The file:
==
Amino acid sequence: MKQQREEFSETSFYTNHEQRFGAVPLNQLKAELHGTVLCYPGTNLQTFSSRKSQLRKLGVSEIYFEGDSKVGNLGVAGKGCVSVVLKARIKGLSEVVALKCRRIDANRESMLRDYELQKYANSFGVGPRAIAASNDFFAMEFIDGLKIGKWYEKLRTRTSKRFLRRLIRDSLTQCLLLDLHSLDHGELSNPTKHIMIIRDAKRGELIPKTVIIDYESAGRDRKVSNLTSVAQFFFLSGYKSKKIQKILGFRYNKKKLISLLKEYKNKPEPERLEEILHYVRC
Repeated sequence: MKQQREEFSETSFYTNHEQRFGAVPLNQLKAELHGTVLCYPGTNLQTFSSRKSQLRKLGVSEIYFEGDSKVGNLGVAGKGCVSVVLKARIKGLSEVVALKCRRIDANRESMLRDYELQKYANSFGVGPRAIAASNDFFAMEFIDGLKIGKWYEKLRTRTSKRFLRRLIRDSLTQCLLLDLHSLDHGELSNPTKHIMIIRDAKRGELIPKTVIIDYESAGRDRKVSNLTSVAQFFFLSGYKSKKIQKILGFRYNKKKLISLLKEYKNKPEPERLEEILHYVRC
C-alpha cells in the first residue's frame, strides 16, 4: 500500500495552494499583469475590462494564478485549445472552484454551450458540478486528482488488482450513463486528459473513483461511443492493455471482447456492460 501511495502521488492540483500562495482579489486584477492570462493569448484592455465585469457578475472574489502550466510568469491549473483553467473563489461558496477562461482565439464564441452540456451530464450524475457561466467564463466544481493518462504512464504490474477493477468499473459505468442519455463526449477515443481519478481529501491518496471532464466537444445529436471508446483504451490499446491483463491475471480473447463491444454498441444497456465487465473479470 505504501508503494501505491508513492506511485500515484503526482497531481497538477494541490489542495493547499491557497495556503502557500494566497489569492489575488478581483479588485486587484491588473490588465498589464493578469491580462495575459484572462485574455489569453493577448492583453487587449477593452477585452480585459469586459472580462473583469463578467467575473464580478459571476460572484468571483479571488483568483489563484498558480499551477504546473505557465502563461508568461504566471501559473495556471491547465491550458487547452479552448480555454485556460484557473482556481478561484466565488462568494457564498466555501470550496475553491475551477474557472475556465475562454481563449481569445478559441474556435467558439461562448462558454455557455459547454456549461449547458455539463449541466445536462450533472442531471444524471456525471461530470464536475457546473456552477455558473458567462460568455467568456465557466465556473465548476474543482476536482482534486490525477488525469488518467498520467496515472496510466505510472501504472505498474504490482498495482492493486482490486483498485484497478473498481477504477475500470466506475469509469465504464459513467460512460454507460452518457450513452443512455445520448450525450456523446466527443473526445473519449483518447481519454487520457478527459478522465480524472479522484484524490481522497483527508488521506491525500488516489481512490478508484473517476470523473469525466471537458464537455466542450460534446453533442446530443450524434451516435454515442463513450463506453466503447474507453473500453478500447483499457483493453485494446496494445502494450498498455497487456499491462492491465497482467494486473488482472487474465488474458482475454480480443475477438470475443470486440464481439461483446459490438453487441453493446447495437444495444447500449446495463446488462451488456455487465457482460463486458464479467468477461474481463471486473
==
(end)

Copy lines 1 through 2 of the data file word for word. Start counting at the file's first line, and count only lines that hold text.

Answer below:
Amino acid sequence: MKQQREEFSETSFYTNHEQRFGAVPLNQLKAELHGTVLCYPGTNLQTFSSRKSQLRKLGVSEIYFEGDSKVGNLGVAGKGCVSVVLKARIKGLSEVVALKCRRIDANRESMLRDYELQKYANSFGVGPRAIAASNDFFAMEFIDGLKIGKWYEKLRTRTSKRFLRRLIRDSLTQCLLLDLHSLDHGELSNPTKHIMIIRDAKRGELIPKTVIIDYESAGRDRKVSNLTSVAQFFFLSGYKSKKIQKILGFRYNKKKLISLLKEYKNKPEPERLEEILHYVRC
Repeated sequence: MKQQREEFSETSFYTNHEQRFGAVPLNQLKAELHGTVLCYPGTNLQTFSSRKSQLRKLGVSEIYFEGDSKVGNLGVAGKGCVSVVLKARIKGLSEVVALKCRRIDANRESMLRDYELQKYANSFGVGPRAIAASNDFFAMEFIDGLKIGKWYEKLRTRTSKRFLRRLIRDSLTQCLLLDLHSLDHGELSNPTKHIMIIRDAKRGELIPKTVIIDYESAGRDRKVSNLTSVAQFFFLSGYKSKKIQKILGFRYNKKKLISLLKEYKNKPEPERLEEILHYVRC